The scale in action
As a consumer or business professional, HYGIENIA surrounds you everywhere you go. Take, for example, airports: global meeting points par excellence. Imagine a few modern, HYGIENIA-type airports (top of our head: Singapore's Changi, Copenhagen's Kastrup, Hong Kong Intl, Amsterdam's Schiphol, Munich...), and picture their public waiting spaces. Well designed. Airy. Leather seats. Espresso bar within reach. Sushi and fresh sandwich bar at arm's length. WiFi. A kiosk selling 100 international magazines. Very MASS CLASS, yet all those amenities were, in a not so distant past, exclusively reserved for business class lounges. So business lounges have a hard time remaining on the scale, as yesterday's MASSCLUSIVITY standards now equals today's MASS CLASS standards.
UBER PREMIUM hang out or Schiphol Airport MASS CLASS bar?
Painful, for sure. But it gets worse: most business lounges now actually look and feel worse than the new MASS CLASS. They're stuck in a pre-HYGIENIA world, not even part of the scale anymore. No wonder that airlines like British Airways (First Class terminal at Heathrow) and Lufthansa (an entire business class terminal, not just a lounge) are fighting back with UBER PREMIUM offerings. And for all those airports not yet offering the new MASS CLASS levels of comfort... Their visitors, who literally get around, and know exactly what is offered elsewhere, will vote with their wallet, and, whenever possible, with their feet.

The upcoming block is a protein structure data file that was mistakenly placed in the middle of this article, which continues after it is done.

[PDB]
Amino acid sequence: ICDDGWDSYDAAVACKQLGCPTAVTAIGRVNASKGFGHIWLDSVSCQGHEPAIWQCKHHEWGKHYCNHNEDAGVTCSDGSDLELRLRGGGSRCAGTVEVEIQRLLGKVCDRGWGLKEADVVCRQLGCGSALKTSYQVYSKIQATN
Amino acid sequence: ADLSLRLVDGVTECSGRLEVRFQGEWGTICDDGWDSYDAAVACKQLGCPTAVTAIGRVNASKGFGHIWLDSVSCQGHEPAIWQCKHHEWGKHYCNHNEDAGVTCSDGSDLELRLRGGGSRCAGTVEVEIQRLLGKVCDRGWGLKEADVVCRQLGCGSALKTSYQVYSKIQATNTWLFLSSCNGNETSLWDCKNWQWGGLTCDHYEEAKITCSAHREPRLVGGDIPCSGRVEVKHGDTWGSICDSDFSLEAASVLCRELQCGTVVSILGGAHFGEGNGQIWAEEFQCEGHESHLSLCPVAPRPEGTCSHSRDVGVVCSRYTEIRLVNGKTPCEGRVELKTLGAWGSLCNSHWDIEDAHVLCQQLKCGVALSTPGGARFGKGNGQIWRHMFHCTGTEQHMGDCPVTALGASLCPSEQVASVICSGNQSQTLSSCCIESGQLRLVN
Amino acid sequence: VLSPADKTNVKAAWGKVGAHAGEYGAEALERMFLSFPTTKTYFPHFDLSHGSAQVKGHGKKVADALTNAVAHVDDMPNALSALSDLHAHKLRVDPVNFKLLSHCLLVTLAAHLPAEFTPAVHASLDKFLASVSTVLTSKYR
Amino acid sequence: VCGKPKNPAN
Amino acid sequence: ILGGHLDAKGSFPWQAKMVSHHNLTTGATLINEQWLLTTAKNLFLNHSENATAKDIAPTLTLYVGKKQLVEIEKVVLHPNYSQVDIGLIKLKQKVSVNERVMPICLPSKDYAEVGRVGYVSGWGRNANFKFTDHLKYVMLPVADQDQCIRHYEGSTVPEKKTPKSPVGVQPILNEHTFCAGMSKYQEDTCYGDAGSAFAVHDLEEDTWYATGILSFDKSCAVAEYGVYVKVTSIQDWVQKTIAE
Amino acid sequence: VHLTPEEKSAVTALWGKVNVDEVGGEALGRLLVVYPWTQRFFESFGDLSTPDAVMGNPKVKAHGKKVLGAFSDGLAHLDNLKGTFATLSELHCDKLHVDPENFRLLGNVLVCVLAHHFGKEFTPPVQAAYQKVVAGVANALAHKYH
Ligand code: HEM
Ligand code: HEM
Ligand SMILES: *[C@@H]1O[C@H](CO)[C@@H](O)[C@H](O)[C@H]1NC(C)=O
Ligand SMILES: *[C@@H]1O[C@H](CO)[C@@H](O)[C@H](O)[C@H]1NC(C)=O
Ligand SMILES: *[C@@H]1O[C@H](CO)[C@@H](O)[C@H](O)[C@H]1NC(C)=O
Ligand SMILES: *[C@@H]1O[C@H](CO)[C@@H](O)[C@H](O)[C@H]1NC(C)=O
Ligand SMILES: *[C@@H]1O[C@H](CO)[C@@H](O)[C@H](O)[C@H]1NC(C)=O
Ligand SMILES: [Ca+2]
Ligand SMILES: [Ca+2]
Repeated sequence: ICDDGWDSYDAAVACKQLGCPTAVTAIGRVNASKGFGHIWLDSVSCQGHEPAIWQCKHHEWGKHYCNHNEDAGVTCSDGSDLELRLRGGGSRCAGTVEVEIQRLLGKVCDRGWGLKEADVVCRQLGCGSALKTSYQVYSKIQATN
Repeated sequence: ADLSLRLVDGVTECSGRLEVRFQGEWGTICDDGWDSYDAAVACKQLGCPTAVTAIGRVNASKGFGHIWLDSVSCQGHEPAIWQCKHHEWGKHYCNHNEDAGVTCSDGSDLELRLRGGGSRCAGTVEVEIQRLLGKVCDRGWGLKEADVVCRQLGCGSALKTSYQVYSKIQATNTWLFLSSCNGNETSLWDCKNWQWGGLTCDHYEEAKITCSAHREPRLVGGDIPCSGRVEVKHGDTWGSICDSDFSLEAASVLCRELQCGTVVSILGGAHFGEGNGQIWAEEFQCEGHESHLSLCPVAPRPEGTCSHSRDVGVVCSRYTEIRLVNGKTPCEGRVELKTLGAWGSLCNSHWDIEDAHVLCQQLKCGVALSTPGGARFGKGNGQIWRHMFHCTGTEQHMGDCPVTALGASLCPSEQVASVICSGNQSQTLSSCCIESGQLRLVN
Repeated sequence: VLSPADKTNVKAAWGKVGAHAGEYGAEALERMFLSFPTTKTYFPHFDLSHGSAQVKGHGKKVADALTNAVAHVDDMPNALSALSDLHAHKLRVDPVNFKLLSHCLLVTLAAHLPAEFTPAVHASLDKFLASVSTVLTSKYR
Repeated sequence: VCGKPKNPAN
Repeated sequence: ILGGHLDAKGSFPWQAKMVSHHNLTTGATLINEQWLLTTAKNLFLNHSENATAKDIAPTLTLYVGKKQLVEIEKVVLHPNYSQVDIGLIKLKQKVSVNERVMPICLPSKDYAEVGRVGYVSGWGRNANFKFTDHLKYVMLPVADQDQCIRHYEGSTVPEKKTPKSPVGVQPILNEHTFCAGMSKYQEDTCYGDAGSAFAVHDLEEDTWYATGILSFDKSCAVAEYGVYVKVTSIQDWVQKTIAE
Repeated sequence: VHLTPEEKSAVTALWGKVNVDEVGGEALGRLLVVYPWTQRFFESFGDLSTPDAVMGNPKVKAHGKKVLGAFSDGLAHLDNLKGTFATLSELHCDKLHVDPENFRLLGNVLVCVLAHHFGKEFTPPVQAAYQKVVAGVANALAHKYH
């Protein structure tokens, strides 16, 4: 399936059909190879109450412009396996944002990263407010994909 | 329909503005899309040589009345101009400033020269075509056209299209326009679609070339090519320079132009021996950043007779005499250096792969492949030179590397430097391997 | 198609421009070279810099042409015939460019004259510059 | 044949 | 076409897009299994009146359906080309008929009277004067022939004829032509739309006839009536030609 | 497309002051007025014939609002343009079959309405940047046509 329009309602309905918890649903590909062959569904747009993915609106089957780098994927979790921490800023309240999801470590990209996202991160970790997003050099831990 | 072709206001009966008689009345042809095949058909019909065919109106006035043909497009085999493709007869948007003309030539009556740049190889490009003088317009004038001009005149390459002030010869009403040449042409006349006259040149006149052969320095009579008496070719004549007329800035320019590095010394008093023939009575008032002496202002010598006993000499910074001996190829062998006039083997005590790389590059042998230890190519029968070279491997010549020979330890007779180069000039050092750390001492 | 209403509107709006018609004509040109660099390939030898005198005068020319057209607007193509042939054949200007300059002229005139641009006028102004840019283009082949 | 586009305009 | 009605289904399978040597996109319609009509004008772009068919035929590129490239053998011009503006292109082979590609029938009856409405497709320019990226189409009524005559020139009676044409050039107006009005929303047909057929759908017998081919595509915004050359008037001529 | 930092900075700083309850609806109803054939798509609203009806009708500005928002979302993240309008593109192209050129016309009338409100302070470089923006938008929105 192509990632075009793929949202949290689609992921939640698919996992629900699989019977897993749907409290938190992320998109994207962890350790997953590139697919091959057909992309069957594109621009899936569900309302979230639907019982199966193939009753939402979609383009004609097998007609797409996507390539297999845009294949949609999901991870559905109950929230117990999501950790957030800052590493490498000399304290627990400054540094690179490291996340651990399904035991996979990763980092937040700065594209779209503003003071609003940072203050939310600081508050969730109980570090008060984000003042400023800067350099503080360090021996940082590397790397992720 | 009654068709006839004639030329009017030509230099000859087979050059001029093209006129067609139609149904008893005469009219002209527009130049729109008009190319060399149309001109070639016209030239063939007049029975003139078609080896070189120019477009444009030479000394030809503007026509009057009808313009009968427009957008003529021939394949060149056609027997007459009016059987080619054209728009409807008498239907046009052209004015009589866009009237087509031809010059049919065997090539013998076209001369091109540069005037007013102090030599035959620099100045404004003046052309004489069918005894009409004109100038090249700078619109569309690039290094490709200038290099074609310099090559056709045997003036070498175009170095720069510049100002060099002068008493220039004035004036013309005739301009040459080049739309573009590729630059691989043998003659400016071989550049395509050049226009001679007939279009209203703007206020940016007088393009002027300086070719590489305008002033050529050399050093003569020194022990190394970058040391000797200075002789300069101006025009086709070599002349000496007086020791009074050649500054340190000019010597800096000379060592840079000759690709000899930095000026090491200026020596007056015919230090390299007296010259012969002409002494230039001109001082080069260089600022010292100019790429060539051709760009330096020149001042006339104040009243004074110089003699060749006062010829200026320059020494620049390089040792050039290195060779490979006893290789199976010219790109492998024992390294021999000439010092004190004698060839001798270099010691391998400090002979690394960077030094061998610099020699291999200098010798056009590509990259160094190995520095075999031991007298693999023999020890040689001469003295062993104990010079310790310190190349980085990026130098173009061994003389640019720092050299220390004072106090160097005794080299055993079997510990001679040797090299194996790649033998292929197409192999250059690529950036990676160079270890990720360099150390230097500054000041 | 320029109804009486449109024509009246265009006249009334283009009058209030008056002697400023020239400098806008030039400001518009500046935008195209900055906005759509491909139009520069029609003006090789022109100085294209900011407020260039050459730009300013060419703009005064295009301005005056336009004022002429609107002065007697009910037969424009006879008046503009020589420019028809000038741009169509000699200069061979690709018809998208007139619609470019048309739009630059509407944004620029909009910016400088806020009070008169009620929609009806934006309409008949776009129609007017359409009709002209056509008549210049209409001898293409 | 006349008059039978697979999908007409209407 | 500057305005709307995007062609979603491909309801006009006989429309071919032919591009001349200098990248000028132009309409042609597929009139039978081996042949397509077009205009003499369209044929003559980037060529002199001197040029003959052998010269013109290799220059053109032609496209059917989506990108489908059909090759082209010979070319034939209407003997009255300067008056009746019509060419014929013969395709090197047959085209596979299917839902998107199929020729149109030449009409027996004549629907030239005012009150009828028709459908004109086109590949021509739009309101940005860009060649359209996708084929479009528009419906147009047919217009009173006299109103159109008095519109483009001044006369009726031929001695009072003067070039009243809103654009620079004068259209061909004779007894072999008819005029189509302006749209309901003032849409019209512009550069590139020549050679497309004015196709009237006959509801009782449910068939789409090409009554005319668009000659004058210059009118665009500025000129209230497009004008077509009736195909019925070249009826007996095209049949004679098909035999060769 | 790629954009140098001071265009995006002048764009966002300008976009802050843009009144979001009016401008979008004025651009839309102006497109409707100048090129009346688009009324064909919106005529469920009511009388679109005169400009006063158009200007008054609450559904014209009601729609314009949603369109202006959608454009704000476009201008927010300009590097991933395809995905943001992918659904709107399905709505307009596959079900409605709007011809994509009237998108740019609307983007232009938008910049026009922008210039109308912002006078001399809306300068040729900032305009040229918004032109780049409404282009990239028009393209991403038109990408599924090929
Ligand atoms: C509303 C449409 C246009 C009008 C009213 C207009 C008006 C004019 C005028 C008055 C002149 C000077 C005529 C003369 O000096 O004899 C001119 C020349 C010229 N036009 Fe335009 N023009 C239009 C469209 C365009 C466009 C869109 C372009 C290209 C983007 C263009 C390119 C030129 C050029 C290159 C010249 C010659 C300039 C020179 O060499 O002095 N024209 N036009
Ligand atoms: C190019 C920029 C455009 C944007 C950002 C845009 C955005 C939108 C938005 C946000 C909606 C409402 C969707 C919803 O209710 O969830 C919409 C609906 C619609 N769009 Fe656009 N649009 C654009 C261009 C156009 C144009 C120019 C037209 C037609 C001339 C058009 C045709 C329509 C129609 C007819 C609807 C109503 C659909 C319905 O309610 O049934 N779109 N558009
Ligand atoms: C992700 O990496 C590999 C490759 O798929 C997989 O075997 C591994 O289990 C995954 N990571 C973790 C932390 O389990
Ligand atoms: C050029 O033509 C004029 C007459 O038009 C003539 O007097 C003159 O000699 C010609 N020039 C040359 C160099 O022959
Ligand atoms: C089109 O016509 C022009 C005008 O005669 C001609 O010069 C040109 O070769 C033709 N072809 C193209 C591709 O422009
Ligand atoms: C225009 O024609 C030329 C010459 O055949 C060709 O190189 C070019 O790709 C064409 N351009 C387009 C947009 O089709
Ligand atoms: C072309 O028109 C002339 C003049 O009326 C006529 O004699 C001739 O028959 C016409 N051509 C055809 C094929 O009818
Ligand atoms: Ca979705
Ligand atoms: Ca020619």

Business Lounge or Schiphol Airport public waiting space?
Sticking with air travel: not only have low-fare airlines like SouthWest and Independent Air given less-than-exciting national carriers a run for their money, some of them are taking the game to the next level by moving from CHEAP HEAPS towards NO FRILLS CHIC, offering the same low fares with a touch of class. JetBlue and Song not only shove many established full fare carriers right off the scale, they also make low fare pioneers like easyJet and Ryanair look tired. Which is why the latter is contemplating going for FREE LOVE: free air trips, paid for by hotels, rental car companies, advertisers and municipalities.